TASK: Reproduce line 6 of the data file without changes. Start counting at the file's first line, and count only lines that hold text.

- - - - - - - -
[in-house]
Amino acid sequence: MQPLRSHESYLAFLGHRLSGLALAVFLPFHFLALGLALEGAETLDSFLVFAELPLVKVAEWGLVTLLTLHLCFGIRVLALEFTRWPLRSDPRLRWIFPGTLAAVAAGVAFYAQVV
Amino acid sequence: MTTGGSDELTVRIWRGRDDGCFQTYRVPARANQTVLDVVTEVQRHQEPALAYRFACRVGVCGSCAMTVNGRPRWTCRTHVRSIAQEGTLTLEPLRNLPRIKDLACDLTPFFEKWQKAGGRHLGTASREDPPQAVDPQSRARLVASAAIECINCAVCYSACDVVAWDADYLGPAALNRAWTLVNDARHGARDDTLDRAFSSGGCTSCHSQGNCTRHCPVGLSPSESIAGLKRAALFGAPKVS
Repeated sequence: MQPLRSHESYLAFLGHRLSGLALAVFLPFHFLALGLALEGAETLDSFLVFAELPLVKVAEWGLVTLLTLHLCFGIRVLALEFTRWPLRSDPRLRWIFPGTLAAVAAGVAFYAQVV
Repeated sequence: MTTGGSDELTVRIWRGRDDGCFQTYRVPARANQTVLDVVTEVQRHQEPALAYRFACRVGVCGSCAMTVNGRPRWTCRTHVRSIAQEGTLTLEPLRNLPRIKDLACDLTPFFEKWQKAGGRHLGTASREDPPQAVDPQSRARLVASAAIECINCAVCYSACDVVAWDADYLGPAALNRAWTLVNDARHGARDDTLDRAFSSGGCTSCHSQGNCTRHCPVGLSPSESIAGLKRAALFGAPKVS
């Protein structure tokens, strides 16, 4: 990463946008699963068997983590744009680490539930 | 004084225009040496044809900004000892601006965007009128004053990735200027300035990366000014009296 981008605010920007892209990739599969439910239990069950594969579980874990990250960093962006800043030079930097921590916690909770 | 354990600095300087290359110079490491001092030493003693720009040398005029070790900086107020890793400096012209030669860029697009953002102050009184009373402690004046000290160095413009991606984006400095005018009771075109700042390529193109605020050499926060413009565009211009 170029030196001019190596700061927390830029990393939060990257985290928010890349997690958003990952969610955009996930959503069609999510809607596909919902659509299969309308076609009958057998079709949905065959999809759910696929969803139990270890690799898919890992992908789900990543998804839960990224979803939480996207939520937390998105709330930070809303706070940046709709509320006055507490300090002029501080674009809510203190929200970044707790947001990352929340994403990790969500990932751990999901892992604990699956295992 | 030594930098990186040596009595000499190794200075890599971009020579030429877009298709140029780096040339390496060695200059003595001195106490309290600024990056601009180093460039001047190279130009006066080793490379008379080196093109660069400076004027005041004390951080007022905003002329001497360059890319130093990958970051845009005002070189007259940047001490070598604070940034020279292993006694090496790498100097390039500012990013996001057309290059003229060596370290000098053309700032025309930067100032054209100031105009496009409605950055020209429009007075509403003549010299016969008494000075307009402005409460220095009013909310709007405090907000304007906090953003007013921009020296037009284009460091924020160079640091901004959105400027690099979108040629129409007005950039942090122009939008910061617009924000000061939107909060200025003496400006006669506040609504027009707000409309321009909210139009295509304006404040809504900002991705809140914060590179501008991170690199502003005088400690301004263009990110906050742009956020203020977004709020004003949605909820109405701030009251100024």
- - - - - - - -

């Protein structure tokens, strides 16, 4: 990463946008699963068997983590744009680490539930 | 004084225009040496044809900004000892601006965007009128004053990735200027300035990366000014009296 981008605010920007892209990739599969439910239990069950594969579980874990990250960093962006800043030079930097921590916690909770 | 354990600095300087290359110079490491001092030493003693720009040398005029070790900086107020890793400096012209030669860029697009953002102050009184009373402690004046000290160095413009991606984006400095005018009771075109700042390529193109605020050499926060413009565009211009 170029030196001019190596700061927390830029990393939060990257985290928010890349997690958003990952969610955009996930959503069609999510809607596909919902659509299969309308076609009958057998079709949905065959999809759910696929969803139990270890690799898919890992992908789900990543998804839960990224979803939480996207939520937390998105709330930070809303706070940046709709509320006055507490300090002029501080674009809510203190929200970044707790947001990352929340994403990790969500990932751990999901892992604990699956295992 | 030594930098990186040596009595000499190794200075890599971009020579030429877009298709140029780096040339390496060695200059003595001195106490309290600024990056601009180093460039001047190279130009006066080793490379008379080196093109660069400076004027005041004390951080007022905003002329001497360059890319130093990958970051845009005002070189007259940047001490070598604070940034020279292993006694090496790498100097390039500012990013996001057309290059003229060596370290000098053309700032025309930067100032054209100031105009496009409605950055020209429009007075509403003549010299016969008494000075307009402005409460220095009013909310709007405090907000304007906090953003007013921009020296037009284009460091924020160079640091901004959105400027690099979108040629129409007005950039942090122009939008910061617009924000000061939107909060200025003496400006006669506040609504027009707000409309321009909210139009295509304006404040809504900002991705809140914060590179501008991170690199502003005088400690301004263009990110906050742009956020203020977004709020004003949605909820109405701030009251100024």